Saturday, April 15, 2006

Human Trafficking Continues

Currently, the USS George Washington is in the Caribbean for naval exercises. While it is there, the military will be focusing on problems in human trafficking in the region.

The continuance of slavery and especially sexual trafficking first came to my attention about a decade ago. I met a woman who had gone to Thailand to do Christian-based humanitarian efforts. Her mission was to buy back young girls in sexual slavery, give them a safe place to live and grow, and educate them so they would never have to go back to that industry for lack of skills. Hearing of little girls being used as sex toys for men, when they should have been enjoying their childhood in innocence, shocked me, and the knowledge still haunts me.

According to The History of Slavery, there are currently over 200 million slaves in the world, despite a UN Declaration in 1948 outlawing slavery. Most of these are supposedly free, but because of terms in their contracts which they were forced or tricked into signing, they are not free in actuality. The State Department estimates that approximately 500,000 children are forced into slave labor or prostitution annually. Also according to World magazine, 600,000 to 800,000 people are forced into sexual or non-sexual slavery each year, the vast majority of them female.

For years, human rights advocates begged the Clinton administration to take action, but it seemed uninterested. Then at the very end of Clinton's second term, legislation reached his desk, and he signed it.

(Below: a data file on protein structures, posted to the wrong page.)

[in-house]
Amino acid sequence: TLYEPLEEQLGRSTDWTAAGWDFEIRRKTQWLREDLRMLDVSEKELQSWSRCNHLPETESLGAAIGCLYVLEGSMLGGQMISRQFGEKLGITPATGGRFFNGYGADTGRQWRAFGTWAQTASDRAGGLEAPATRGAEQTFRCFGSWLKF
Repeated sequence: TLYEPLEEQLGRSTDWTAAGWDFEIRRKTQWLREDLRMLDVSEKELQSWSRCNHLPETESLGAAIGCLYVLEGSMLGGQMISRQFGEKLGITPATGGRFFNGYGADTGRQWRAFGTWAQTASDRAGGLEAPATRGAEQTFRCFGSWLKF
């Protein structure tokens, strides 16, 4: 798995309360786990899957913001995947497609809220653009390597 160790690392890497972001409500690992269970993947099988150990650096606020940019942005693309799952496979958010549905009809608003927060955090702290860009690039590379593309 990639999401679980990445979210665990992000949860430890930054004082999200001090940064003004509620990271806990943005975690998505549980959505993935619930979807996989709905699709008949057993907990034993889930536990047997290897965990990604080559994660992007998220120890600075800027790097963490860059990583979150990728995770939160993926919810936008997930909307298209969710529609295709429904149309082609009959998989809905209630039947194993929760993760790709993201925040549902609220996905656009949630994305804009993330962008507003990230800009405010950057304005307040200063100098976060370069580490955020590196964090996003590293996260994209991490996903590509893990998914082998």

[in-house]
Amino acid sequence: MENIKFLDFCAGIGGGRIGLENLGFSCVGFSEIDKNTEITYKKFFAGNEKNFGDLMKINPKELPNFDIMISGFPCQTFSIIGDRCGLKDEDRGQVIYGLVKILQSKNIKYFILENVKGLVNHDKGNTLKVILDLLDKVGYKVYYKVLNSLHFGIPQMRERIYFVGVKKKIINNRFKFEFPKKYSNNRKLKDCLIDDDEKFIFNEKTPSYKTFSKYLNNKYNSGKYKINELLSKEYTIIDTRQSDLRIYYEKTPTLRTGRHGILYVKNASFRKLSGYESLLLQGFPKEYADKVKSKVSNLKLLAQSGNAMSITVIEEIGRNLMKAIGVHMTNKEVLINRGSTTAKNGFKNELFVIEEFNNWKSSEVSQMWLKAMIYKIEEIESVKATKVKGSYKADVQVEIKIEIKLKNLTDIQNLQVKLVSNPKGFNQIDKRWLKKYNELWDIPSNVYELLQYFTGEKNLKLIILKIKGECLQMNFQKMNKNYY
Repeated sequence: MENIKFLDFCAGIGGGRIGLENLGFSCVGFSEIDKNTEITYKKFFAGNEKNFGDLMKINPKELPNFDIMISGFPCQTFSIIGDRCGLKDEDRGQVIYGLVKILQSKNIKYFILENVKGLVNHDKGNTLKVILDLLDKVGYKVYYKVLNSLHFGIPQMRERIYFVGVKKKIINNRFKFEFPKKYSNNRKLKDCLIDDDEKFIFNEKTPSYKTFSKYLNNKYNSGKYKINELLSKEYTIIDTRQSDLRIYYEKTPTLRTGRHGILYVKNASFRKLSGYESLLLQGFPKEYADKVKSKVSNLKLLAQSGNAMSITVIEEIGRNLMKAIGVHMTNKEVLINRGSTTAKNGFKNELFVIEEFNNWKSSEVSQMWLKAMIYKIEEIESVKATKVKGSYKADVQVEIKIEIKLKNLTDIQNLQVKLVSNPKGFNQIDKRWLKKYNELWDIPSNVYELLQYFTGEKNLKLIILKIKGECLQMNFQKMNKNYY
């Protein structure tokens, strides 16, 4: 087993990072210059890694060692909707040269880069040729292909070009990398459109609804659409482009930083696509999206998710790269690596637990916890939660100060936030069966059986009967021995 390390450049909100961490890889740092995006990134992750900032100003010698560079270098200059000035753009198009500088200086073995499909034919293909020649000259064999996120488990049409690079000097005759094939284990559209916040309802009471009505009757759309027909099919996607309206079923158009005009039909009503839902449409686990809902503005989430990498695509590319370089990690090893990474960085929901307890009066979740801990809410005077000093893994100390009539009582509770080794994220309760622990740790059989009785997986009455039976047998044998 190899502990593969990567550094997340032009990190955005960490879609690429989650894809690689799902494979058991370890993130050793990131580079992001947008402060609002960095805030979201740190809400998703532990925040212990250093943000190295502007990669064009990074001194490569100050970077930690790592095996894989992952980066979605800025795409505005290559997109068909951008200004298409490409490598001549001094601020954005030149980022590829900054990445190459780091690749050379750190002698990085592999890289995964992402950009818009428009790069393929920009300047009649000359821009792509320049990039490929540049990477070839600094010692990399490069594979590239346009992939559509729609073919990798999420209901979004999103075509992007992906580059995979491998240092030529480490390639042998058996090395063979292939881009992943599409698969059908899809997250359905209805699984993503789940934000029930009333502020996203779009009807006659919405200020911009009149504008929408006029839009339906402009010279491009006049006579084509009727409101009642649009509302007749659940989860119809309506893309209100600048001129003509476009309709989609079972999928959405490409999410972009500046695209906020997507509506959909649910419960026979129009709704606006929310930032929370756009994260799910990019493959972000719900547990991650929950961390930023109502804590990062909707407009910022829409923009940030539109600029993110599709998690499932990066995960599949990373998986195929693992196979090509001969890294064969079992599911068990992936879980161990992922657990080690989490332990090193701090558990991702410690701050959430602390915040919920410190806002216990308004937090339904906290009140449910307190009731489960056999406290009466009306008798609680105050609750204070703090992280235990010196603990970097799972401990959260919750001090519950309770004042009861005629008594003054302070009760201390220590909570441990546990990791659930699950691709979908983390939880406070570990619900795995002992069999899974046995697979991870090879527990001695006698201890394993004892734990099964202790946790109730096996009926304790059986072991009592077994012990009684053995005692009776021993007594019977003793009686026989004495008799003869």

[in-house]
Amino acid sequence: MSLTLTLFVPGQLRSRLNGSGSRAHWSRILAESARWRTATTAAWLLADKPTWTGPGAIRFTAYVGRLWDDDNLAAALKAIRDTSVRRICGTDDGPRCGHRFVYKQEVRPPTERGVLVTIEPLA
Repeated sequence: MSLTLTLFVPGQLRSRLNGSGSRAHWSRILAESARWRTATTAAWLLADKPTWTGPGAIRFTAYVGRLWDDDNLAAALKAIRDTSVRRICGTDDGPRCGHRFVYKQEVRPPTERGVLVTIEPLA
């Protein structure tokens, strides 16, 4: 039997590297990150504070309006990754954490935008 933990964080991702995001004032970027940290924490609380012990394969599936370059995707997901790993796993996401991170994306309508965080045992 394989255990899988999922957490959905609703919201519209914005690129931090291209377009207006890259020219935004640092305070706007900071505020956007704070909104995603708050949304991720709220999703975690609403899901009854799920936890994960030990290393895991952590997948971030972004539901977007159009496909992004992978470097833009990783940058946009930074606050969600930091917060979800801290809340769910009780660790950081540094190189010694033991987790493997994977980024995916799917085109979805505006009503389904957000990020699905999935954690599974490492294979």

President Bush is taking this human tragedy seriously, and under his leadership, the U.S. is seeking means to be a positive force in the world against this evil perpetrated on the weakest among us.


Sources, acknowledgements, and additional reading:

Sexual slavery as practiced in the U.S. today- World, "The Abolitionist", March 1, 2003.

Mynym- thanks for the article on the USS George Washington.

The History of Slavery by Norman L. Macht and Mary Hull from the World History Series, Lucent Books, San Diego, 1997. (I read this book with my children; it's about high school level. It follows the history of slavery throughout the world from the beginnings of civilization until 1997.)

U.S. Department of State- "Trafficking in Persons Report"

3 Comments:

At 4/15/2006 3:10 PM, Blogger mynym said...

President Bush is taking this human tragedy seriously, and under his leadership, the U.S. is seeking means to be a positive force in the world against this evil perpetrated on the weakest among us.

I'm glad to see someone actually giving George Bush credit for something. I have a feeling that history will be kinder to him than his current critics are because it will bring about some perspective that is not lost in the politics of the moment. People forget that leaders that are now looked up to often faced tremendous amounts of criticism of the trivial/political type in their day for doing the things that they are now looked up to for.

 
At 4/15/2006 6:15 PM, Blogger Anna Venger said...

Good points, Mynym. Personally, I think W. should credit for a lot more positive things than he is!

 
At 4/15/2006 6:17 PM, Blogger Anna Venger said...

oops. ...should RECEIVE credit...

 

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